9/11, Charlottesville, and How Right & Left Replaced Right & Wrong
Last year, on the fifteenth anniversary of the tragic attacks on September 11th, a newly-installed president of a small liberal arts college in Pennsylvania decided to end the campus’s fifteen year tradition of remembrance. Both the campus’s College Republican and College Democrat chapters called out their new president, but some felt compelled to add a secondary warning: that while it is important to remember the tragic events and lives lost on that fateful day, there were also other victims of 9/11 — those who have faced racial profiling, Islamophobia, and the like in the years since.
This is an increasingly common theme each year on the anniversary of the September 11th terrorist attacks. A quick glance at my social media feeds on 9/11 over the years reflect this growing sentiment. Heartfelt prayers and well wishes from still-pained hearts in the early 2000s have given way to holier-than-thou reminders that another side exists that has suffered just as much, if not more, than the families of those who perished a decade and a half ago. Recent years have seen calls for a cessation in 9/11 remembrances on the grounds that such remembrances are nothing more than an excuse for discrimination. Still others have taken to claiming that the United States brought the attacks on itself due to an offensive foreign policy.
In much the same way, the two-sides narrative surfaced again in President Trump’s now infamous remarks following the white supremacist rally in Charlottesville, Virginia earlier this year. As white supremacists paraded the streets carrying tiki torches and chanting Nazi chants, the President of the United States found a way to spread the blame, as if there could exist any situation where a neo-Nazi uprising might be an appropriate response.
Ironically, many found themselves switching sides on the two-sides narrative from one issue to the next. Many progressives who have proposed alternative narratives to 9/11 have been quick to condemn such equivocation in Trump’s Charlottesville response. Similarly, many conservatives who have been quick to defend Trump’s two-sides narrative are outraged by the same narrative when the topic moves from Charlottesville to 9/11. Each may point to the gravity of the respective events — or a host of other reasons — as reason for their equivocation, but, regardless of excuse, there remains an inability merely to condemn what is wrong.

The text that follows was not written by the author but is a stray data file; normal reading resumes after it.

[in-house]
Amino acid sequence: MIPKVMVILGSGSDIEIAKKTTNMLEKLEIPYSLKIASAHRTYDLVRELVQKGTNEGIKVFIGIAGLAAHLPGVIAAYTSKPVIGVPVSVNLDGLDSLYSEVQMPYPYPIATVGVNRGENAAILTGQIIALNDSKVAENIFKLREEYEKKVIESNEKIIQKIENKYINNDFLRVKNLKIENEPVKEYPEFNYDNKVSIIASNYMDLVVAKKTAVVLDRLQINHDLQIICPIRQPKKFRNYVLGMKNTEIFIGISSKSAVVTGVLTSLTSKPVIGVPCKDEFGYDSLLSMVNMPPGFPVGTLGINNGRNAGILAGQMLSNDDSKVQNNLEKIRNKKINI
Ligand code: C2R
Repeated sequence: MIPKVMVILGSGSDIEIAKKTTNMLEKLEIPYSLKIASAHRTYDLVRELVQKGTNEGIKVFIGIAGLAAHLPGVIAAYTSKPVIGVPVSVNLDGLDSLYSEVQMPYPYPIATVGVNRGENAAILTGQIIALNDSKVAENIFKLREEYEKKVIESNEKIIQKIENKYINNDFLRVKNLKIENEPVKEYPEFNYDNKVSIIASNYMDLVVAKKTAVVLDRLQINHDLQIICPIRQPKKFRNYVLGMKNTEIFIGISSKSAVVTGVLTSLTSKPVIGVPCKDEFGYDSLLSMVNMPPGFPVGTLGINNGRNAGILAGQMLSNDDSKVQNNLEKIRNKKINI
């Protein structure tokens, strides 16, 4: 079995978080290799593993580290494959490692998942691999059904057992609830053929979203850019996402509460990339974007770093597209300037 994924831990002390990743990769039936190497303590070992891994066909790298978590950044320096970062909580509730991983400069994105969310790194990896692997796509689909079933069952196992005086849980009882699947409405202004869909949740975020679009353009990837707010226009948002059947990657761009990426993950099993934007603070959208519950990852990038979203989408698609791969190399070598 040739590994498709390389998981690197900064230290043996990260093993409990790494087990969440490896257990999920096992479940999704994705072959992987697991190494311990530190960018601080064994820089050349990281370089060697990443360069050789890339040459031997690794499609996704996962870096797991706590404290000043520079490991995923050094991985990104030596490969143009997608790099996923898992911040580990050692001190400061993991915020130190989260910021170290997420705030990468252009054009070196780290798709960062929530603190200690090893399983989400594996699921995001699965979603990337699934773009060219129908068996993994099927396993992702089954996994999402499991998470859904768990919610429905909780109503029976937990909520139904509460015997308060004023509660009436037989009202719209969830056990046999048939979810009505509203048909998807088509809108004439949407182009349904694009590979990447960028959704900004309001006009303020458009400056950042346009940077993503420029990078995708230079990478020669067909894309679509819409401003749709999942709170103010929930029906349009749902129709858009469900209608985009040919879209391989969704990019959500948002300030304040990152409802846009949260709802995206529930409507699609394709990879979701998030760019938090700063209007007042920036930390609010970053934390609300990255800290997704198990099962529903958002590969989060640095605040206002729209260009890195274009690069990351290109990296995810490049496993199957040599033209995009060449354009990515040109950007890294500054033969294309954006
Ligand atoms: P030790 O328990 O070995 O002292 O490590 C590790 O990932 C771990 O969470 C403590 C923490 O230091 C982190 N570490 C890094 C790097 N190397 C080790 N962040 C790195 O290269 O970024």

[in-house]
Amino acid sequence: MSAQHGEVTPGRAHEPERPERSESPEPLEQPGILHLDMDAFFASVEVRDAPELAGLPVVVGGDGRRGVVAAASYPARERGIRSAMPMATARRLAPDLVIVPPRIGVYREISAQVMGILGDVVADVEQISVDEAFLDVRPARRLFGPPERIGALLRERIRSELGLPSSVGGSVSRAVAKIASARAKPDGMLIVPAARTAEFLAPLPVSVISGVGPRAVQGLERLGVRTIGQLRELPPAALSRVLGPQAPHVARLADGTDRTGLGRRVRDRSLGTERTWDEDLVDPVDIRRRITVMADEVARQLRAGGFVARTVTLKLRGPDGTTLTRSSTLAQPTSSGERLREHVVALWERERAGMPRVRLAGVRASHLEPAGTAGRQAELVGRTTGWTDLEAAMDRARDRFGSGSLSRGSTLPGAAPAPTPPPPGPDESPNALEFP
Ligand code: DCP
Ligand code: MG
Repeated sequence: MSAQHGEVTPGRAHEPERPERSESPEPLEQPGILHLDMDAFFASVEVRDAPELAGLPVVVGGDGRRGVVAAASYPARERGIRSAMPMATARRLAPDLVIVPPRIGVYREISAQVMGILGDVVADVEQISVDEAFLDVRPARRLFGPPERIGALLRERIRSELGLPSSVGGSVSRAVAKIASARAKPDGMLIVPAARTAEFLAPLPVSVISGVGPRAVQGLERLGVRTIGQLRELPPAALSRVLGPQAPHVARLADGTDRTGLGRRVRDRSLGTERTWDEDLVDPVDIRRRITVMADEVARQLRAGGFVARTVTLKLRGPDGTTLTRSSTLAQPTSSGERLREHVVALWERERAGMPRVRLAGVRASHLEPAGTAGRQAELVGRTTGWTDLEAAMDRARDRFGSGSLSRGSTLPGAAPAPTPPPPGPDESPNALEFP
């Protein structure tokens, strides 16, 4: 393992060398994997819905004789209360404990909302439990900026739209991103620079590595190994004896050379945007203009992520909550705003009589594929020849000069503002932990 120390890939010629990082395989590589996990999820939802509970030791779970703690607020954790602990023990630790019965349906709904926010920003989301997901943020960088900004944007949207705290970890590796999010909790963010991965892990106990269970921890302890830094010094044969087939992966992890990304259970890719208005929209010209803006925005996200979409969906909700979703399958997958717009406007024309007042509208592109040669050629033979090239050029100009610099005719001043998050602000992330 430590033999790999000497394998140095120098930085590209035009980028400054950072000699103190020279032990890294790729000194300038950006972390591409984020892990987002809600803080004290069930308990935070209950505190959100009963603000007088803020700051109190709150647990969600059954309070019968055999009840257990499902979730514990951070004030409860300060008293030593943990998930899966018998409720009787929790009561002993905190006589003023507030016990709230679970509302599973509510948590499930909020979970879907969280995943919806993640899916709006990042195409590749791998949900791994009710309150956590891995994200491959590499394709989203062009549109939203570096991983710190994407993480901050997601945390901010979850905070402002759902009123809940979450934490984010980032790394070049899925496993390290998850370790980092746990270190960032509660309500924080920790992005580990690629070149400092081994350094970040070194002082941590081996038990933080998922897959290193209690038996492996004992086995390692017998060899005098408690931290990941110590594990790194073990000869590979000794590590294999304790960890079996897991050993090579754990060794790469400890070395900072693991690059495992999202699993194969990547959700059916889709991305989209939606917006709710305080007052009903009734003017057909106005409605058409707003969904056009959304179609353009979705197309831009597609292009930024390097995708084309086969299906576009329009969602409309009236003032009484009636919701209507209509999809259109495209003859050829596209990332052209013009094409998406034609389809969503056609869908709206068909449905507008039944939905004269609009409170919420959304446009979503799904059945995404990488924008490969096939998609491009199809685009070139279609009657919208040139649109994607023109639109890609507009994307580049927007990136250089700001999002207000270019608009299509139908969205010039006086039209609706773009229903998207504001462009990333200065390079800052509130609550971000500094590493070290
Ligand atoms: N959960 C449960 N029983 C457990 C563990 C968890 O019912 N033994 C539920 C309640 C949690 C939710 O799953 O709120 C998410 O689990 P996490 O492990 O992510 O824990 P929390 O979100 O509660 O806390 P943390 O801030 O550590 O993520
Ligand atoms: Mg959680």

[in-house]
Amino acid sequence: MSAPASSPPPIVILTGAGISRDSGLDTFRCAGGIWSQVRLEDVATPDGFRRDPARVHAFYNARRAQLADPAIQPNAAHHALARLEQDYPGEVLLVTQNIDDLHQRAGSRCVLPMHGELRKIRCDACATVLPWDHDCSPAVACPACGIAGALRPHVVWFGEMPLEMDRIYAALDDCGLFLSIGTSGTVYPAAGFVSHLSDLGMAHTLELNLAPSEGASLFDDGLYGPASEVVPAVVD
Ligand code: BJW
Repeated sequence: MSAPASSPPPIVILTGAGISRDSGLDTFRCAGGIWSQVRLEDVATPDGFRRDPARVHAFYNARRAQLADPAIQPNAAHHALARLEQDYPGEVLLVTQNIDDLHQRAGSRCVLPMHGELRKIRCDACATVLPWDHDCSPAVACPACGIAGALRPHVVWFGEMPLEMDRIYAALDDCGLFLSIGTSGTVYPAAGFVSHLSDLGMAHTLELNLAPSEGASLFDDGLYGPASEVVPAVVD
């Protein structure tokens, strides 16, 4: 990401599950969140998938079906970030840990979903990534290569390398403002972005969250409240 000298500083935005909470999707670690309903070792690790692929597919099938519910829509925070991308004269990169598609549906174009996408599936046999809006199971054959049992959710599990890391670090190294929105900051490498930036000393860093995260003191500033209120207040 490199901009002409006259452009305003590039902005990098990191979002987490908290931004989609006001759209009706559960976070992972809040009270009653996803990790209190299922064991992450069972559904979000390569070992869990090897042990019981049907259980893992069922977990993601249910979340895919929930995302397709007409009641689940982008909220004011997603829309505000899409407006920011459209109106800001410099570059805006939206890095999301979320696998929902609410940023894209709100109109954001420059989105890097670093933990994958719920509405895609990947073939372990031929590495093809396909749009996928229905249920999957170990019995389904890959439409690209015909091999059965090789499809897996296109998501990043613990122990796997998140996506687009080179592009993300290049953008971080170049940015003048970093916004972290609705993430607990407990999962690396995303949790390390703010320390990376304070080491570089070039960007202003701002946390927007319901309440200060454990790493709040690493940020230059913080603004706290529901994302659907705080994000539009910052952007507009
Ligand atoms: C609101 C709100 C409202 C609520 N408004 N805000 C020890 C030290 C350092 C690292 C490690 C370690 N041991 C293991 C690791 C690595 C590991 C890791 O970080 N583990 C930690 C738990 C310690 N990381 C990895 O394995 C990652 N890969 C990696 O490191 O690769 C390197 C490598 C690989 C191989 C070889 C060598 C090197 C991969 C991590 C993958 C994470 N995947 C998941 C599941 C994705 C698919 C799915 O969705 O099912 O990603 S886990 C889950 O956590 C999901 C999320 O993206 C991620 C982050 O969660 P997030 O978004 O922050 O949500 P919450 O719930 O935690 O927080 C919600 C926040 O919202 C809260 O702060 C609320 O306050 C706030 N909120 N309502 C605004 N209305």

Driving this seeming need for equivocation is the replacement of right and wrong with notions of right and left. Moral responsibility has given way to political expediency, as we carefully tailor our comments and select our outrage — not to condemn a wrong, but to make a point. Lost in this increasing politicization, and subsequent polarization, is the reality that neither truth nor virtue is subject to the whims of politics. As a result, we have also lost our ability to praise right and condemn wrong without equivocation or, at least, further explanation.
“Nothing is politically right which is morally wrong.” This age-old adage, widely attributed, serves as a stark reminder today. Our inability to condemn wrong without the refrain of “others do it too!” is a grave warning against the politically-colored lenses with which we view the world today. It is incumbent on us to shed the polarization and to see right and wrong instead of right and left. After all, truth is not partisan and moral responsibility knows no party lines.
SAMUEL CHEN is the founder and principal director of The Liddell Group, an innovative strategy firm specializing in politics, policy, and communications. He is a former aide on both the United States Senate and House of Representatives and completed his graduate studies at the J.M. Dawson Institute for Church-State Studies at Baylor University.